2. Cover the bowl with plastic wrap and microwave in 2 or 3 intervals until fully cooked. Fold the sticky dough in on itself until it becomes more coherent.

Pro tip: mochi dough is incredibly sticky, so it needs a lot of dusting with corn starch to be handled.

Collage of 4 images showing how to make taro mochi

Once the dough is ready, let it cool down for a few minutes. Dust a silicone mat with plenty of corn starch, then sprinkle more over the mochi dough. Divide the dough into 12 equally sized balls.

  1. Flatten the mochi dough ball into a disc.
  2. Place a dollop of taro paste in the middle.
  3.  Seal the edges around the taro paste, pinching to make them stick.
  4. Roll in your palm a few times to make it round.

And we’re done. Now you need to repeat this process for all the other mochi balls, taking your time with each one of them.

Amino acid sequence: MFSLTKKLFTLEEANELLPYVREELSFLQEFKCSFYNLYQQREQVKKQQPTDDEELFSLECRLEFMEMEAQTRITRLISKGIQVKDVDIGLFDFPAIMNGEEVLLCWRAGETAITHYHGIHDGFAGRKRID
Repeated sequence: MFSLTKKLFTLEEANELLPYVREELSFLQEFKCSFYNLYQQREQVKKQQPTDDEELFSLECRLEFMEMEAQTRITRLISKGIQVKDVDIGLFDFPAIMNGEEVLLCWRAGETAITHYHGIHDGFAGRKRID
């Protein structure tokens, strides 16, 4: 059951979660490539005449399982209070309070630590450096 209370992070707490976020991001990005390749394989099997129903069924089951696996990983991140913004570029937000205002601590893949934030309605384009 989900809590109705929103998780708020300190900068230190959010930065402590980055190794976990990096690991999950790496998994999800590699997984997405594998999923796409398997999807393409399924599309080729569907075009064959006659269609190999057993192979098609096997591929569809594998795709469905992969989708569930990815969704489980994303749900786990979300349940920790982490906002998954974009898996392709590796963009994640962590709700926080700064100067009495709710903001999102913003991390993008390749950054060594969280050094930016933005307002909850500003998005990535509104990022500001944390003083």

Once done, let the homemade taro mochi chill in the fridge for at least 30 minutes before eating. This will make the dough a little firmer and easier to consume.

Note: chew mochi properly before swallowing due to its sticky texture.  

Four taro mochi on white plate

Storing mochi

For the best flavour and texture, I recommend eating taro mochi on the day you’ve made it. However, taro mochi can also be stored to be enjoyed later.

Refrigerate – for up to 2 days. Place in an airtight container before chilling. Keep in mind that refrigerating mochi can make it slightly tougher and less chewy than when fresh.

Freezing – the best option for longer term storing. Homemade taro mochi will last in the freezer for up to 3 weeks if stored in an airtight container. Thaw at room temperature for an hour before consuming.

Frequently asked questions

Is taro mochi vegan?

Yes, taro mochi can be made vegan. This recipe uses milk for the mochi dough, but this can be replaced with plant-based milk or water. The taro paste used is fully vegan.